Texas Resident Arrested on Charge of Attempted Use of Weapon of Mass Destruction
Suspect Allegedly Purchased Bomb Materials and Rese arched U.S. Targets
WASHINGTON – Khalid Ali-M Aldawsari, 20, a citizen of Saudi Arabia and resident of Lubbock, Texas, was arrested late y esterday by FBI agents in Texas on a federal charge of attempted use of a w eapon of mass destruction in connection with his alleged purchase of chemic als and equipment necessary to make an improvised explosive device (IED) an d his research of potential U.S. targets.
The arrest and the criminal com plaint, which was unsealed in the Northern District of Texas, were announce d by David Kris, Assistant Attorney General for National Security; James T. Jacks, U.S. Attorney for the Northern District of Texas; and Robert E. Cas ey Jr., Special Agent in Charge of the FBI Dallas Field Division.
Aldawsa ri is expected to make his initial appearance in federal court in Lubbock a t 9:00 a.m. on Friday morning. Aldawsari, who was lawfully admitted i nto the United States in 2008 on a student visa and is enrolled at South Pl ains College near Lubbock, faces a maximum sentence of life in prison and a $250,000 fine if convicted of attempted use of a weapon of mass destructio n.
According to the affidavit filed in support of the complaint, Aldawsar i has been researching online how to construct an IED using several chemica ls as ingredients. He has also acquired or taken a substantial step toward acquiring most of the ingredients and equipment necessary to co nstruct an IED and he has conducted online research of several potential U. S. targets, the affidavit alleges. In addition, he has allegedl y described his desire for violent jihad and martyrdom in blog postings and a personal journal.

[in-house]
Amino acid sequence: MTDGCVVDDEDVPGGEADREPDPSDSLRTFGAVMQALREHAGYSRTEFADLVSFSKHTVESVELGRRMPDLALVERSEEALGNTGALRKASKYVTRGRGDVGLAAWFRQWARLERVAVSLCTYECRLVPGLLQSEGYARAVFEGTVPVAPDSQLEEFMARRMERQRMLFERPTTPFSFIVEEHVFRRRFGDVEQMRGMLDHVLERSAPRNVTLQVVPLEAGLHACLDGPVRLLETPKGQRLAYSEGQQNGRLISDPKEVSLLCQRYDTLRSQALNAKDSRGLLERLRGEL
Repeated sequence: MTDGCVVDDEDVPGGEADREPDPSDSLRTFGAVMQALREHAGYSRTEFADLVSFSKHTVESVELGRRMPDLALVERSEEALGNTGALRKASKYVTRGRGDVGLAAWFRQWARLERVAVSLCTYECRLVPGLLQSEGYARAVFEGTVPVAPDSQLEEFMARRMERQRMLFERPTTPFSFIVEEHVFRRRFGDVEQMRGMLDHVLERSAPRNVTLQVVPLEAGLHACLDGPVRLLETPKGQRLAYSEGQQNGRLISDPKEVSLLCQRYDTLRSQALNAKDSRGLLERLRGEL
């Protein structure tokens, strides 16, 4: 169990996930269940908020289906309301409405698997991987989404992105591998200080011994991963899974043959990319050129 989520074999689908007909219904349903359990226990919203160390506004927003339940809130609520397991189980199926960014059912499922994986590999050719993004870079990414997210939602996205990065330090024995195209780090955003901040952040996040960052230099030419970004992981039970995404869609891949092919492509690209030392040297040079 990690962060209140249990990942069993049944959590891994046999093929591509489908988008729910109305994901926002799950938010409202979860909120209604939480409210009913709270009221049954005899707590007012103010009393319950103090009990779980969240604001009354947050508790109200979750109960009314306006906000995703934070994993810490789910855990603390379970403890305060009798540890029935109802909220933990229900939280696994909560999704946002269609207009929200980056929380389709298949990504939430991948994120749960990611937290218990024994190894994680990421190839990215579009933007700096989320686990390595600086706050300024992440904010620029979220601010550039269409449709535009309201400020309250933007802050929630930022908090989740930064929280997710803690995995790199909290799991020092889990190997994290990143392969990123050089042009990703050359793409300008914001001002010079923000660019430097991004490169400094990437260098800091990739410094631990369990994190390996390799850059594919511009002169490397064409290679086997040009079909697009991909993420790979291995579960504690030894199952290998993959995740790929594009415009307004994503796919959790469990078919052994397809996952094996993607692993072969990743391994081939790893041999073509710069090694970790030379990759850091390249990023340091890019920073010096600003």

“As alleged in the complaint, Aldawsari purcha sed ingredients to construct an explosive device and was actively researchi ng potential targets in the United States. Thanks to the effort s of many agents, analysts and prosecutors, this plot was thwarted before i t could advance further,” said Assistant Attorney General Kris. ̶ 0;This case serves as another reminder of the need for continued vigilance both at home and abroad.”
“Yesterday’s arrest demonstra tes the need for and the importance of vigilance and the willingness of pri vate individuals and companies to ask questions and contact the authorities when confronted with suspicious activities. Based upon reports from the public, Aldawsari’s plot was uncovered and thwarted. & nbsp; We’re confident we have neutralized the alleged threat posed by this defendant. Those reports resulted in the initiation of a complex and far-reaching investigation requiring almost around the clock wo rk by hundreds of dedicated FBI agents, analysts, prosecutors and others. Their effort is another example of the work being done to protect our country and its citizens. These individuals are deserving of our resp ect and gratitude,” said U.S. Attorney Jacks.
“This arrest a nd criminal charge is a result of the success of the FBI's counterterrorism strategy, which is to detect, penetrate, and disrupt terrorist plots in th e United States and against U.S. interests abroad. In this case , FBI Agents and other FBI experts worked tirelessly to neutralize the immi nent terrorist threat described in the criminal complaint. The public can be justifiably proud of the national security expertise shown by the FBI in this investigation,” said Special Agent in Charge Casey.
Purchases of Chemical Ingredients and Other Equipment p>
The affida vit alleges that on Feb. 1, 2011, a chemical supplier reported to the FBI a suspicious attempted purchase of concentrated phenol by a man identifying himself as Khalid Aldawsari. According to the affidavit, phenol is a toxic chemical with legitimate uses, but can also be used to make the explosive trinitrophenol, also known as T.N.P., or picric acid.   ; The affidavit alleges that other ingredients typically used with phenol t o make picric acid, or T.N.P., are concentrated sulfuric and nitric acids.& nbsp;
Aldawsari allegedly attempted to have the phenol order shipp ed to a freight company so it could be held for him there, but the freight company returned the order to the supplier and called the police. Later, Aldawsari falsely told the supplier he was associated with a univ ersity and wanted the phenol for “off-campus, personal research.̶ 1; Frustrated by questions being asked over his phenol order, A ldawsari cancelled his order and later e-mailed himself instructions for pr oducing phenol. The affidavit alleges that in December 2010, he succe ssfully purchased concentrated nitric and sulfuric acids.